It has been a while and I have not yet gotten around to the historical project I started, because I had too much freelance work and then school started up again. But I have also spent a lot of time really delving into Dressing Your Truth.
I have a long history with this system. It may even be the first system I came across when I began this whole process. For a long time, I kind of dismissed it as a style system that was lacking, or more of a “starter system” compared to others. But I think part of that was that I had placed myself incorrectly, so of course the style component didn’t work for me, and since I first discovered it, the team behind it has made real headway in developing new ways to use the information.
To quickly summarize my journey, when I discovered the system, I decided I was a 3/4, since I couldn’t see T4 perfection in my features, and I related a lot to both descriptions. I never liked the T3 clothes on me–too substantial, too heavy, not enough structure. I generally stuck to the colors, because they aligned well with where I had placed myself in Sci\ART, but I never wore the clothes in any real way. Over the course of the years I believed I was a 3/4, I never did a 30-day challenge, for instance.
Then out of the blue, I saw the T4 in my face. I assumed I was a 4/1, because there is a video about how 4/1s and 1/4s can mistake themselves for T3, and somehow that more convoluted explanation made more sense to me than the simple idea of having simply reversed my dominant and secondary.
But after going back recently and watching videos on their website about the yin/yang balance and energy levels of different types, and how to make your T4 style true to you by incorporating your secondary–I realized that an S1 didn’t make sense for me at all. My style instincts were clearly pointing in the direction of an S3, and so was my movement.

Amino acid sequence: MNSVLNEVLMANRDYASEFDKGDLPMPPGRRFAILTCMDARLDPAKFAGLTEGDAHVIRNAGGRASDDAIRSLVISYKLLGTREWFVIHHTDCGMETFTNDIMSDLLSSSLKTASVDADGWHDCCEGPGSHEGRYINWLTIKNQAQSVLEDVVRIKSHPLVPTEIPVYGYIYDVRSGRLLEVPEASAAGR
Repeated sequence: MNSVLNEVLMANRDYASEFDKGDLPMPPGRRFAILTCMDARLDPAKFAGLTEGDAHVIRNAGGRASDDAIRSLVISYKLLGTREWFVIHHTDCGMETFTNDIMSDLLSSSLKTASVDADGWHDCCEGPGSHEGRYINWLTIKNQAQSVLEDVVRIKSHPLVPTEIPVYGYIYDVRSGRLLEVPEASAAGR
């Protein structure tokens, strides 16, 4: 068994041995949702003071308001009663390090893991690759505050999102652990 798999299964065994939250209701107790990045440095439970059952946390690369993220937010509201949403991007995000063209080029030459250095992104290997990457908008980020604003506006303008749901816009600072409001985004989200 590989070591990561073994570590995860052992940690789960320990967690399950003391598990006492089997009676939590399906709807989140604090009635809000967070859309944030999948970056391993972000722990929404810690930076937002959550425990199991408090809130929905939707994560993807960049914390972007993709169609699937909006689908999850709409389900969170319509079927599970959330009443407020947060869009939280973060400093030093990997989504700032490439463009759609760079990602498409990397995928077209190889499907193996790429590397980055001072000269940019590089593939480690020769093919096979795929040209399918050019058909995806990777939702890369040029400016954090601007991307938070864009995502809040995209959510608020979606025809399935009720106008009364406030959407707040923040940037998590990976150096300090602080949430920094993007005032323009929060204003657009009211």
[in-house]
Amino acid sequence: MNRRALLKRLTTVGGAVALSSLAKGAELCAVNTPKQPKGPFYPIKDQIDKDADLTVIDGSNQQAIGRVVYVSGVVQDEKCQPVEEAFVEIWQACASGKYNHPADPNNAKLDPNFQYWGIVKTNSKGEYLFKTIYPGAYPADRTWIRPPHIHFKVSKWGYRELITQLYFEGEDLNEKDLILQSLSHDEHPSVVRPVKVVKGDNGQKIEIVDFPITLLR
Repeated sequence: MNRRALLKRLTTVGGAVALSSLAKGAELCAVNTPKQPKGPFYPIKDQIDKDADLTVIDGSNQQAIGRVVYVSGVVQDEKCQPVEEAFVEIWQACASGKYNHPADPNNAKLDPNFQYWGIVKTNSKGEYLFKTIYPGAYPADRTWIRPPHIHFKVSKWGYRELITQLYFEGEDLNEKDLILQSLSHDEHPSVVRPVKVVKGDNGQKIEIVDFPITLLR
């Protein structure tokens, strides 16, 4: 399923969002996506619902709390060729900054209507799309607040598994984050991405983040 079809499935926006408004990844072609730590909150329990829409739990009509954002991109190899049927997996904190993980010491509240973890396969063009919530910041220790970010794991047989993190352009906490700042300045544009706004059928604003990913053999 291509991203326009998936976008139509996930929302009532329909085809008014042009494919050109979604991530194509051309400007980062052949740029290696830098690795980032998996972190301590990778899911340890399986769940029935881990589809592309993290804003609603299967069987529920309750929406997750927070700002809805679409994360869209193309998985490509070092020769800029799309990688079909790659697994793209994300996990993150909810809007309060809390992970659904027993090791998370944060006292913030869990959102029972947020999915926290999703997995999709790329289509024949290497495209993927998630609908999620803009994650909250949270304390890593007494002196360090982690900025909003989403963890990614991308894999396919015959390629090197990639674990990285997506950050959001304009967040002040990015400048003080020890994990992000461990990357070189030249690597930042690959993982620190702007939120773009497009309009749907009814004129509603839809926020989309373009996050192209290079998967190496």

Since realizing I’m a 4/3, I have enjoyed shopping so much more. It feels almost full-circle in a way, because 4/3 is fairly close to how I dressed before I ever got into style systems. 4/3 means getting to wear all the things I love, and not feeling like I’m limiting or depriving myself. I still love Flamboyant Gamine, and that is still incredibly informative for the yin/yang balance of my lines. I know how to make things work on me and how to combine them. But 4/3 gives me a different kind of yin/yang balance, the yin/yang balance of how I move through life, and how to reflect that in my style.
The real conflict between the two systems is in color. Right now, I’m enjoying Type 4 colors, and I plan on focusing on them. But I will see how it feels to live in these colors for a longer period of time.
Do you do DYT? Have you tried it in the past? Have you ever mistyped yourself in a system for a long period of time?
Elizabeth StewartMarch 6, 2019 at 4:37 am
I think the DYT system works for overall shape and facial features, but in quite a crude way – I find the Kibbe system much more useful. And I completely disagree with linking our colouring to our personality. It makes no sense at all. As Kibbe himself points out, Elizabeth Taylor and Ann-Margret were similar in personality type (Romantic) but completely opposite in colouring. Their figures had much in common, their faces only a little less so, and their colouring not at all. Taylor was clearly a Winter (T4) and Ann-Margret an Autumn (T3). And then there’s dear Marilyn, a Spring if I ever saw one! Maybe I’m reacting against DYT’s key word for Springs (T1), which I definitely am, as “cute”. As a T1 in shape and facial features, I think this word demeans women. It treats us like children. A mature woman with Spring colouring is not at all “cute” – a better word would have been “radiant” or “glowing”, anything but “cute”! Nobody has ever called me “cute” in my life – they wouldn’t dare! Certainly not my husband, kids, colleagues and students. And so I gave up on DYT.Reply